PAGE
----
She caught her style early on. “When I recently found my stuff from the Academy time in the attic after a long time, I recognized a lot. The same feeling is in it. Symbolic emptiness, so I will describe the work of that time at the moment. “
She then followed the direction Graphic design at the Willem de Kooning Academy in Rotterdam. “Photography as a subject was part of the curriculum, although I had known about it for a long time. I always call it ‘a loyal friend, whom I like to keep to myself’. “This changed from 2013 onwards. The time was apparently ripe. Her work was exhibited in the fall of 2013 in an exhibition at Galerie Frame in Amersfoort. She was asked to add a biography to her work. “At that moment you are confronted with yourself, you have to explain the reason for photographing and what you want to convey with your work. The process felt very natural, the emphasis was on the autonomous. “
The key moment came when she learned to print her pictures herself. After the transition from analogue to digital photography, she no longer received well-produced prints from the photo labs. Her free work was thus moved to the background. She did not print herself in a darkroom for a long time. A Rotterdam photographer, now living in Taiwan and in the meantime a special friend, saw her work and asked if he could print it on high-quality fine art paper. “I like it when you watch,” he told her. Both took place behind computer and printer and slowly the (color) print emerged. As two happy, curious children, they rushed to the window / daylight. The old-fashioned darkroom feeling was back! “I had the feeling of having control again, along with the fantastic feeling of communicating through the image. Because that’s what we did … ” They continued with a whole series, on a size of A4 and then A3. “He then made a few prints for me and then I took over his printer. He bought a bigger one. “It’s going to cost you money, time and ink,” he told me. My first home-made print was a hit. That gave me the confidence to continue experimenting with various types of paper. And I now had my own prints as a reference for the professional labs for producing prints in large format. “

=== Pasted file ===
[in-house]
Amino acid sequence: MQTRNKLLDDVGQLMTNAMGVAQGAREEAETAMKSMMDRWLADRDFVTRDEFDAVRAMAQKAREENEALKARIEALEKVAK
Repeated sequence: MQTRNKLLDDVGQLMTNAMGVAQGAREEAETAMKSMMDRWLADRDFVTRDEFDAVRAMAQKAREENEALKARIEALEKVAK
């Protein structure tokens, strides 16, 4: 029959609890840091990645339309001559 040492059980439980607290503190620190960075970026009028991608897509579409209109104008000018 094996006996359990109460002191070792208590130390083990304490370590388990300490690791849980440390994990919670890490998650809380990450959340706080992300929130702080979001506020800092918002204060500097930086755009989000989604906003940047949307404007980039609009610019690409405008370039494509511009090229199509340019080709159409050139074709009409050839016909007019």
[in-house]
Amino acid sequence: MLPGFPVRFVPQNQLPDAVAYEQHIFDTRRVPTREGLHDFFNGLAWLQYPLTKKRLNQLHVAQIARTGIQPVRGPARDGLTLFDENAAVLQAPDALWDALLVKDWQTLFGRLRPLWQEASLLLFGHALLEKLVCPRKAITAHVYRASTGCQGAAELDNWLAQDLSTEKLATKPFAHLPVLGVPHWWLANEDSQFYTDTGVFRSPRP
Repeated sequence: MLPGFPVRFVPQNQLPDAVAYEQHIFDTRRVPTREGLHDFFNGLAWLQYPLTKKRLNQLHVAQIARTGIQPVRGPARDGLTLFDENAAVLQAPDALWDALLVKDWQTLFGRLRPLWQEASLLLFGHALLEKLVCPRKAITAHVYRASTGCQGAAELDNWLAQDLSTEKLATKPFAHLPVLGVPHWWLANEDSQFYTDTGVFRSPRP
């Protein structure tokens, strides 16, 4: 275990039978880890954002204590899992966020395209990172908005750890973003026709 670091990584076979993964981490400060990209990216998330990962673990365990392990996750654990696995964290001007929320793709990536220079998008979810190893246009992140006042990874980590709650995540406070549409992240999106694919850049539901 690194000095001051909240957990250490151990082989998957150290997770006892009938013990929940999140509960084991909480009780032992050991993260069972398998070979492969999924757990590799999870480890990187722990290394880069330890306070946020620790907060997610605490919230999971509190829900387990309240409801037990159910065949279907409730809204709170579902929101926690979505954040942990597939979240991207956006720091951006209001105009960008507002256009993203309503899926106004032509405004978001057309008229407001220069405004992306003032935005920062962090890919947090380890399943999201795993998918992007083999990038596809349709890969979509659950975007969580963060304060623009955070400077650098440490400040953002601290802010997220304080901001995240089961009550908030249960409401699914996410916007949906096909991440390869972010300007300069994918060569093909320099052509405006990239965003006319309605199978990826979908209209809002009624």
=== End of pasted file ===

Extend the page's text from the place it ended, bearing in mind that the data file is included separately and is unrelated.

In fact, her method is that of a painter, where the final result, the print, is just as important as the photographing itself. “Choosing the right paper, the presentation … The whole process is important. It is the feeling that you want to translate as well as possible. “
She has also been painting recently, at least, she is busy mastering the profession. “I want to be independent and be able to work anywhere. This is difficult with my equipment. But you can draw everywhere. “
She always has a sketchbook when she is on the road along with some painting attributes. “That combines fantastically with photography. It feeds each other. “
The exhibition in Galerie 44 in The Hague was titled ‘Secret’. Jacobien, finally: “I think it is important that a bit of secrecy remains”.